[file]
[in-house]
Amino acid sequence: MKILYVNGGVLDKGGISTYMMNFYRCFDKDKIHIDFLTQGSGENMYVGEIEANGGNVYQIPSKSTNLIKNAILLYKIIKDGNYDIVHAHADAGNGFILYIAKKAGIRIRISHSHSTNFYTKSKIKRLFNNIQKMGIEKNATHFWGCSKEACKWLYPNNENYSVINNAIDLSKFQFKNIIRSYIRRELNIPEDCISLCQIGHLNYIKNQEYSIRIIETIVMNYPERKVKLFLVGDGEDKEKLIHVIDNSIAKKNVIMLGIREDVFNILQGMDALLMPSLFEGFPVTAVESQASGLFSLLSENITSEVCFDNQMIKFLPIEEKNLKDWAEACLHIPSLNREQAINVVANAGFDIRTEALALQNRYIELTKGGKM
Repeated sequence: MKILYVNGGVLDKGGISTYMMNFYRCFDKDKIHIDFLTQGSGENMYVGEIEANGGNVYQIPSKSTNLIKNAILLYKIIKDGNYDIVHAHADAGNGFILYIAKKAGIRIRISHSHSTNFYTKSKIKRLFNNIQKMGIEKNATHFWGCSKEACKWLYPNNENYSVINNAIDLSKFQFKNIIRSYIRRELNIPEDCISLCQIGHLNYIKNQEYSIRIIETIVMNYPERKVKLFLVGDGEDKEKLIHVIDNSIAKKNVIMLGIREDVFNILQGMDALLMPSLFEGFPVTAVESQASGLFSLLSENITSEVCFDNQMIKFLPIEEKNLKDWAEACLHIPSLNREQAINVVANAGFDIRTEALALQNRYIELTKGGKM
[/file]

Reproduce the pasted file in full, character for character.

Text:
[in-house]
Amino acid sequence: MKILYVNGGVLDKGGISTYMMNFYRCFDKDKIHIDFLTQGSGENMYVGEIEANGGNVYQIPSKSTNLIKNAILLYKIIKDGNYDIVHAHADAGNGFILYIAKKAGIRIRISHSHSTNFYTKSKIKRLFNNIQKMGIEKNATHFWGCSKEACKWLYPNNENYSVINNAIDLSKFQFKNIIRSYIRRELNIPEDCISLCQIGHLNYIKNQEYSIRIIETIVMNYPERKVKLFLVGDGEDKEKLIHVIDNSIAKKNVIMLGIREDVFNILQGMDALLMPSLFEGFPVTAVESQASGLFSLLSENITSEVCFDNQMIKFLPIEEKNLKDWAEACLHIPSLNREQAINVVANAGFDIRTEALALQNRYIELTKGGKM
Repeated sequence: MKILYVNGGVLDKGGISTYMMNFYRCFDKDKIHIDFLTQGSGENMYVGEIEANGGNVYQIPSKSTNLIKNAILLYKIIKDGNYDIVHAHADAGNGFILYIAKKAGIRIRISHSHSTNFYTKSKIKRLFNNIQKMGIEKNATHFWGCSKEACKWLYPNNENYSVINNAIDLSKFQFKNIIRSYIRRELNIPEDCISLCQIGHLNYIKNQEYSIRIIETIVMNYPERKVKLFLVGDGEDKEKLIHVIDNSIAKKNVIMLGIREDVFNILQGMDALLMPSLFEGFPVTAVESQASGLFSLLSENITSEVCFDNQMIKFLPIEEKNLKDWAEACLHIPSLNREQAINVVANAGFDIRTEALALQNRYIELTKGGKM